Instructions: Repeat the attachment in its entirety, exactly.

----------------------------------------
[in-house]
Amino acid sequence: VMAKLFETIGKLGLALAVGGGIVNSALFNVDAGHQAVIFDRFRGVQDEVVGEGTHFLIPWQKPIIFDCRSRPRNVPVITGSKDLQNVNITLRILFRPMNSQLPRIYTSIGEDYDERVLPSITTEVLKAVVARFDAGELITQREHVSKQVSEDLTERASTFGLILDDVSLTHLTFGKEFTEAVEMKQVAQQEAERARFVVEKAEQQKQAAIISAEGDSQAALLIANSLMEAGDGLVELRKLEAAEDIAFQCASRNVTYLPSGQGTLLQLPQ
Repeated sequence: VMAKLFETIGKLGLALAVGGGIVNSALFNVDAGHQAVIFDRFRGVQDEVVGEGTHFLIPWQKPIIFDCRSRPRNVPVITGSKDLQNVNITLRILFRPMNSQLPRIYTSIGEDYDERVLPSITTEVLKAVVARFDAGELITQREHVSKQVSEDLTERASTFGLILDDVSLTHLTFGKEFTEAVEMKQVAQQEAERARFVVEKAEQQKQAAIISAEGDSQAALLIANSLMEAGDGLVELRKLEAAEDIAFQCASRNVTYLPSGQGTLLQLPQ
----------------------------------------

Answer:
[in-house]
Amino acid sequence: VMAKLFETIGKLGLALAVGGGIVNSALFNVDAGHQAVIFDRFRGVQDEVVGEGTHFLIPWQKPIIFDCRSRPRNVPVITGSKDLQNVNITLRILFRPMNSQLPRIYTSIGEDYDERVLPSITTEVLKAVVARFDAGELITQREHVSKQVSEDLTERASTFGLILDDVSLTHLTFGKEFTEAVEMKQVAQQEAERARFVVEKAEQQKQAAIISAEGDSQAALLIANSLMEAGDGLVELRKLEAAEDIAFQCASRNVTYLPSGQGTLLQLPQ
Repeated sequence: VMAKLFETIGKLGLALAVGGGIVNSALFNVDAGHQAVIFDRFRGVQDEVVGEGTHFLIPWQKPIIFDCRSRPRNVPVITGSKDLQNVNITLRILFRPMNSQLPRIYTSIGEDYDERVLPSITTEVLKAVVARFDAGELITQREHVSKQVSEDLTERASTFGLILDDVSLTHLTFGKEFTEAVEMKQVAQQEAERARFVVEKAEQQKQAAIISAEGDSQAALLIANSLMEAGDGLVELRKLEAAEDIAFQCASRNVTYLPSGQGTLLQLPQ